Currently they distribute to New York, Maryland and DC, but if you are looking to try Graft Cider locally, you can find it on draft at Ms. Fairfax and the Newburgh Brewery. Exciting as the cidery is, come spring you will be able to visit their 3 season outdoor cider garden or make an appointment at their future planned indoor tasting room. Obviously Newburgh has a brewery already, but Graft will be offering the very first outdoor tasting room in the city. They also just received a can labeling machine and can production will begin in February.
This side lot will paved over and serve as a 3 season cider garden that will likely be open Friday to Sunday. Kenney will change the design and set up of the garden with the release of each new cider to reflect label artwork. They want to install a fence and a canvas covering with other enchanting details that will transform the space. The cidery is open to having local food trucks partner with them that have permits.
Graft Cider is still very much in the growing phase, but it is encouraging to see young entrepreneurs choose Newburgh to develop their business. Those taking a chance on Newburgh are an inspiration to us all.
Infinity Lounge has been open on Liberty Street since the summer. Apologizes for just now giving notice of this. Many of us refer to 102 Liberty Street as the old Moo & Oink space. It was a gourmet food market that opened in 2008 and barely lasted a year. Since then, the storefront has been vacant. It is quite a large space on the east side of Liberty Street where there aren’t many commercial spaces compared to the west side. Naturally everyone was curious what would end up moving in. Infinity Lounge caters to the Mexican palate and from what I have seen, it’s open in the afternoons till late at night.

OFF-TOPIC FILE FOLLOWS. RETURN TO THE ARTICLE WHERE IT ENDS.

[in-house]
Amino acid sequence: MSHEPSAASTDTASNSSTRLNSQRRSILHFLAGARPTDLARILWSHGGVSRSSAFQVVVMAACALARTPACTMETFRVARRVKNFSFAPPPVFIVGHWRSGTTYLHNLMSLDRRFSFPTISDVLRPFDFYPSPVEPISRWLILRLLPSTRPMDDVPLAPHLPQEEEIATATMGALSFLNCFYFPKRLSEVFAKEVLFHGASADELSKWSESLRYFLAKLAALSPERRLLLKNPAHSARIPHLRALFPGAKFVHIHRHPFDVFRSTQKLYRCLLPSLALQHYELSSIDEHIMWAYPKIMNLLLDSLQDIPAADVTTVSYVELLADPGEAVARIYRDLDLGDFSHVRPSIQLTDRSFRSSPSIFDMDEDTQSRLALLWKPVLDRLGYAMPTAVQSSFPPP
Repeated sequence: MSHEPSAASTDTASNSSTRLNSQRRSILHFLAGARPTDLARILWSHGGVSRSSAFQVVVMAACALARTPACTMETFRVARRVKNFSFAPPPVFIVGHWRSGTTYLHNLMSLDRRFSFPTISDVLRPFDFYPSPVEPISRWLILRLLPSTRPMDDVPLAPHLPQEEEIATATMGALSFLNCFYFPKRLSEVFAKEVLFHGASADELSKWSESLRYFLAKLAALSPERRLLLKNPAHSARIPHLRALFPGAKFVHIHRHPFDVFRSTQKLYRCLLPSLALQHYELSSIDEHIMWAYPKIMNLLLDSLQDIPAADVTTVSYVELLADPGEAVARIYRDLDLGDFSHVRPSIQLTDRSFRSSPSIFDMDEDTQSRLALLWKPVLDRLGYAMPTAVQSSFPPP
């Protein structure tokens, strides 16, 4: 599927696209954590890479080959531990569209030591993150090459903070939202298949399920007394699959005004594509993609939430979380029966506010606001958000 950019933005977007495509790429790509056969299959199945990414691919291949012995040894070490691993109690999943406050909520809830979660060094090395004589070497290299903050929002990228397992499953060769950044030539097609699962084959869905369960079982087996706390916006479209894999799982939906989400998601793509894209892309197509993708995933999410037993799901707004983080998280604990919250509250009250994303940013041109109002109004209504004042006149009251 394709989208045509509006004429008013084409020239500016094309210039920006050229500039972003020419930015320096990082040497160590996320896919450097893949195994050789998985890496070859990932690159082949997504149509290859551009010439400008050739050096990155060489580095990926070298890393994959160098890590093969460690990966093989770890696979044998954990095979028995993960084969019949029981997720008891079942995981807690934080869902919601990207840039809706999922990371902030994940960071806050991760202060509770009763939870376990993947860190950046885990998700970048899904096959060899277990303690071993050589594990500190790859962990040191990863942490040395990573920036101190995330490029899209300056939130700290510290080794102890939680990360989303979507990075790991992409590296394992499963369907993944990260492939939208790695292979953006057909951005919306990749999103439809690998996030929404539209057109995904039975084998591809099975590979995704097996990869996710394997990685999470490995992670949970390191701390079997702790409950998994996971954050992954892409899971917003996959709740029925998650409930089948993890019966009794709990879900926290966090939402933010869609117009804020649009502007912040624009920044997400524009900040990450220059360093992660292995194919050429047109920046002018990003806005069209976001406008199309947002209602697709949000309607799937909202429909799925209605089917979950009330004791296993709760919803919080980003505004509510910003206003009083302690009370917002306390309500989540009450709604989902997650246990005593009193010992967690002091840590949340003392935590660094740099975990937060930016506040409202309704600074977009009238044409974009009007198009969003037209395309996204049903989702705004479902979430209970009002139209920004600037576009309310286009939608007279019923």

The lounge doubles as a venue for private events. I’ve heard of some pretty lavish affairs being held here. Everything from weddings to baby showers. You will have to contact them for rates. See their Facebook page for photos and details.
The three month pop-up shop Chime-In is over and now a new fashion boutique called Cream will be moving into 188 Liberty Street. Judging by their Instagram feed, Cream will be carrying high end name brands. To find out more, you can attend their ribbon cutting this Saturday, November 5th at 11am – 12:00pm. They are also hiring. They are looking for a part time sales associate who is reliable, fashion savvy, great with people, and available to work Thursdays and Fridays. If this is for you email firstname.lastname@example.org.
Sometimes when one business closes, it opens the way for a new one to come in. So is the case at 71 Liberty Street. Seoul Kitchen has closed their doors in Beacon, and has now made their way to Newburgh. Korean cuisine is hard to come by in the Hudson Valley, so it is particularly special that owner, Hee Won Marshall would choose to relocate her restaurant in Newburgh. She is a joyful woman, full of smiles and laughter as I caught a few seconds of her time as she was moving in. Hee Won is making friends quickly, already becoming friendly with the owners of the new Calabash restaurant next door. They have all started to bond and depend on each other. The restaurant should open hopefully in November. It will be open for lunch and dinner. You can read all about her story in this Hudson Valley Magazine article.
If this excites you, make sure to visit Seoul Kitchen when it opens, 71 Liberty Street, Newburgh.